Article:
Thursday, 20 July 2000
Marsha Cooley: The Archivist (1998)
Review number: 544
Marsha Colley's first novel is an ambitious story centred around T.S. Eliot and the important women in his life, and around archivist Matthias Lane and the important women in his life. The documents in the university library archive where Matthias works include a large number of letters from Eliot to his close friend Edith Hale, covering the period from Vivienne Eliot's descent into mental illness to her death (as portrayed in the film Tom and Viv), at which point Eliot suddenly broke off contact with Hale.
The events of Eliot's life have additional resonance for Matthias because there are parallels with his own. His wife Judith was a moderately successful poet who became obsessed with the Holocaust as part of manic depression and who eventually committed suicide after living in a mental hospital for some years. The middle part of the novel is her journal of these years, preserved against her wishes as Edith Hale preserved Eliot's letters against his.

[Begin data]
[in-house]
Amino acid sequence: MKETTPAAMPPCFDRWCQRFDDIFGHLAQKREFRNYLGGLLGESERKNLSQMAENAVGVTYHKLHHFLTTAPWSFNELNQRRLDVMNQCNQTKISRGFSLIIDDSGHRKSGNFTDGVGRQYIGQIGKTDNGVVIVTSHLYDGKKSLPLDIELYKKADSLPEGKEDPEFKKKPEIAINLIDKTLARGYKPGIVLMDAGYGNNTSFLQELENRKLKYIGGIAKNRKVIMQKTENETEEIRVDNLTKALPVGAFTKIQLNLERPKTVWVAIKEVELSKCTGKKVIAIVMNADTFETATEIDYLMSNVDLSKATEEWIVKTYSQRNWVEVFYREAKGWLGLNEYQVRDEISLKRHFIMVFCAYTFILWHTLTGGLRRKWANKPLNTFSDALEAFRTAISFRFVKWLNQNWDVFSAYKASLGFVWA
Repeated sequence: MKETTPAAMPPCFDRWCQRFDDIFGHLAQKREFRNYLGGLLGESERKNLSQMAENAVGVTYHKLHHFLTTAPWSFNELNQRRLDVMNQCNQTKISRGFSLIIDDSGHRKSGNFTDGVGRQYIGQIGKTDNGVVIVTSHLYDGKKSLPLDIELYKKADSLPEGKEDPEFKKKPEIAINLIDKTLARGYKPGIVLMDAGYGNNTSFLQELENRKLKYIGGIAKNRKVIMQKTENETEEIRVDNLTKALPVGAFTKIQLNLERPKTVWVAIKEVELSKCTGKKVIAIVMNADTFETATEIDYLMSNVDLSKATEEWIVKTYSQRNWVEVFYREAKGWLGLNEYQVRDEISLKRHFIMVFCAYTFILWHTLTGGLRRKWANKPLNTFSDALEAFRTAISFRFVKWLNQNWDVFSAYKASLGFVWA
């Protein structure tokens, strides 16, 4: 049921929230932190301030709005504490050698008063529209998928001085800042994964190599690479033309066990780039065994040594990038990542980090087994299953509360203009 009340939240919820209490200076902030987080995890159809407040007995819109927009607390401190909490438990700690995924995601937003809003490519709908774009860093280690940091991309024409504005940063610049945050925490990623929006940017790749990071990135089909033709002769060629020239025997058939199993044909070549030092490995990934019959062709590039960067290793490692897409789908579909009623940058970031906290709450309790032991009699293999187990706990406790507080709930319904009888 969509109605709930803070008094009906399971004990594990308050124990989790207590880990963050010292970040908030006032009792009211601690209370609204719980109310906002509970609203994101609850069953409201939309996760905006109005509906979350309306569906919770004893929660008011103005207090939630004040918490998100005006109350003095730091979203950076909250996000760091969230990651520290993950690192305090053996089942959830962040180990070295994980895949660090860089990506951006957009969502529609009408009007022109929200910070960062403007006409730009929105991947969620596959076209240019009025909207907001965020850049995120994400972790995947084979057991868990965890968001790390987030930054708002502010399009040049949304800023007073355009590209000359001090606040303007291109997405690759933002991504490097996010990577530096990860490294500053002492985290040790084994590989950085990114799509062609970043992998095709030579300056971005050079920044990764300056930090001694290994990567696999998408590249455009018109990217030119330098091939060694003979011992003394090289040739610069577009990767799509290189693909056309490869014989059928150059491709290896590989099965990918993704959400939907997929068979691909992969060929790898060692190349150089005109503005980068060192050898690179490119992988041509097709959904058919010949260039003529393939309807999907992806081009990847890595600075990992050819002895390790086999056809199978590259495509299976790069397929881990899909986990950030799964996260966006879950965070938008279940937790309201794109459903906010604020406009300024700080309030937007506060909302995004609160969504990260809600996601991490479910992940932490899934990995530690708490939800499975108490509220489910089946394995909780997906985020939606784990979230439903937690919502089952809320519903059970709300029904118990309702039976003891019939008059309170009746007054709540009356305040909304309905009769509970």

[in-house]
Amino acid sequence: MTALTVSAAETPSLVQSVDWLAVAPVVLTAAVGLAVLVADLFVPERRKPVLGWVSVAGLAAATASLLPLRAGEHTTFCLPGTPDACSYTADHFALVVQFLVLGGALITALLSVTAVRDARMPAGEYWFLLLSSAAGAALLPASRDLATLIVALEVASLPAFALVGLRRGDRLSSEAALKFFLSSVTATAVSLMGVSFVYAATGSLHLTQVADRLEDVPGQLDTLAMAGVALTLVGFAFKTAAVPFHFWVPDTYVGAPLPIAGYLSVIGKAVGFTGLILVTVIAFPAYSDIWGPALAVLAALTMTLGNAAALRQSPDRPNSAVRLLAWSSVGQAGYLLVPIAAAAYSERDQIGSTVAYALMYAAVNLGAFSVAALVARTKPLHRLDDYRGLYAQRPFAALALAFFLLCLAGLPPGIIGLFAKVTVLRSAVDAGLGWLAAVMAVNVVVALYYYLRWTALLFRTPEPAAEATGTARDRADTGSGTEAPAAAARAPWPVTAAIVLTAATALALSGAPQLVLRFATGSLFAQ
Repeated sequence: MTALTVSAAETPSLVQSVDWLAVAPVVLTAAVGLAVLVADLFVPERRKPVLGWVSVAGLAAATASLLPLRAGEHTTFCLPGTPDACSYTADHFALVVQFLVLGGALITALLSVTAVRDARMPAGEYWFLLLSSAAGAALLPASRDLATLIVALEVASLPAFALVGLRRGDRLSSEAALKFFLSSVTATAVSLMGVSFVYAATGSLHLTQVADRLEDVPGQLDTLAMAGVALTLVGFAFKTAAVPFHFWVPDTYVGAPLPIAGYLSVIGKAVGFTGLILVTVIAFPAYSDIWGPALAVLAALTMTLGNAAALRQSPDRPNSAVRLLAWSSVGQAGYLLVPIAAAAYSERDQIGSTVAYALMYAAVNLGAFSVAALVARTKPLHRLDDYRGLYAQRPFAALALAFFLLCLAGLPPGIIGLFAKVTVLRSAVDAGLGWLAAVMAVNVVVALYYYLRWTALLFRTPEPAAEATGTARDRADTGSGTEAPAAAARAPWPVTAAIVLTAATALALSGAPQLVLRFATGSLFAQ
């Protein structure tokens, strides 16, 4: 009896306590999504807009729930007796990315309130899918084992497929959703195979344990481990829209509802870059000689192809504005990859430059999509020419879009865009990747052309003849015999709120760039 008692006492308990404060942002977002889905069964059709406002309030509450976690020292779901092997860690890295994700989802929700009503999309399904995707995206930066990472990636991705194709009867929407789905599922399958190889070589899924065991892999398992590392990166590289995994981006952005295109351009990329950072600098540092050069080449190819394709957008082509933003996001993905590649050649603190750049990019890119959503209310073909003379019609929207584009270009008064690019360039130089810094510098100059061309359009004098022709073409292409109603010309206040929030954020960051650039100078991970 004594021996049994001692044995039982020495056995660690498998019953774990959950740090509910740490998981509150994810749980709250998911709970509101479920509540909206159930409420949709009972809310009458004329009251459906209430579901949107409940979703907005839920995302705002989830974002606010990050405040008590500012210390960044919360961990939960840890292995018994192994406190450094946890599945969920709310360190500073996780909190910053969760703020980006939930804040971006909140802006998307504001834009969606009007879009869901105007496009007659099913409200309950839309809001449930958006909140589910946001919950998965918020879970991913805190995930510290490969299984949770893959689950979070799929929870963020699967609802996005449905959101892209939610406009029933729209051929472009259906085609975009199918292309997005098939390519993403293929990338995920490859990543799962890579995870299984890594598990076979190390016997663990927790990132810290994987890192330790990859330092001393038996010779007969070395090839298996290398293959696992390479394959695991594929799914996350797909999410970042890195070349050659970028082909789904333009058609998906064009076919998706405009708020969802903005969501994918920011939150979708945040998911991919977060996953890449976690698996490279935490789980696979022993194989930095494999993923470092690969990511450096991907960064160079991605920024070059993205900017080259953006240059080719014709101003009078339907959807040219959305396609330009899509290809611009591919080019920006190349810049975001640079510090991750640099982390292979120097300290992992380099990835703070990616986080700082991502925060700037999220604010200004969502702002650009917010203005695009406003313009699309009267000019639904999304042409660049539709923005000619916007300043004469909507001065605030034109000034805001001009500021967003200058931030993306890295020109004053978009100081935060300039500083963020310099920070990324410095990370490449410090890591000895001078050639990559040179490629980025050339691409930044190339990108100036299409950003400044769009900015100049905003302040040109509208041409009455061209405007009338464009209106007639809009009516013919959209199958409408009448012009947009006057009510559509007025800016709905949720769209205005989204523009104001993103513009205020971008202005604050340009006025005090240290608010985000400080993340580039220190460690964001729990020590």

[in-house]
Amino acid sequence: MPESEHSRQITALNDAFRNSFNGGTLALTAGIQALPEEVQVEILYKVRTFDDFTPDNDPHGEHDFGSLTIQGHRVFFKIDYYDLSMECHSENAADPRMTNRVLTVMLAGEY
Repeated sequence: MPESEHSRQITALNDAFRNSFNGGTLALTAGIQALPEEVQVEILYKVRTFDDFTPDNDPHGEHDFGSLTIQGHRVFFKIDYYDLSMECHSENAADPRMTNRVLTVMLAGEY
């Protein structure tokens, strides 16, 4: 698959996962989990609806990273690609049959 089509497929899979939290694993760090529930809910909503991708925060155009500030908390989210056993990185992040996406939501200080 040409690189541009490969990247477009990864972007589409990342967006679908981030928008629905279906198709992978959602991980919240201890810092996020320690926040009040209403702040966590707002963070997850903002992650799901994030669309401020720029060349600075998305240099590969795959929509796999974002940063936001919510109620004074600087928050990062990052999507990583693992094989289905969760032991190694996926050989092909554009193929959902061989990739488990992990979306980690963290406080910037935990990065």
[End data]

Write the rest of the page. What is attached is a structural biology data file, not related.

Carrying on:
The Archivist is about Matthias and Judith principally, and about their feelings of guilt: Judith's for being an American Jew who knew nothing about the Holocaust during the War and so participated in the "it doesn't concern me" attitude which made it possible; Matthias' for his treatment of Judith, even though this seemed as good for her as possible at the time. Their mutual liking for Eliot's work, and Matthias' feelings about the way Vivienne was treated, are all part of this, which is emphasised by the way that many of the narrative chapters (as opposed to the journal section) are structured around quotations from The Four Quartets.
The Archivist has a complex, intellectual structure, yet the reader doesn't need to grasp a large amount of it to appreciate the novel. The journal section is traumatic in places and the novel as a whole ambiguous. It is an impressive début.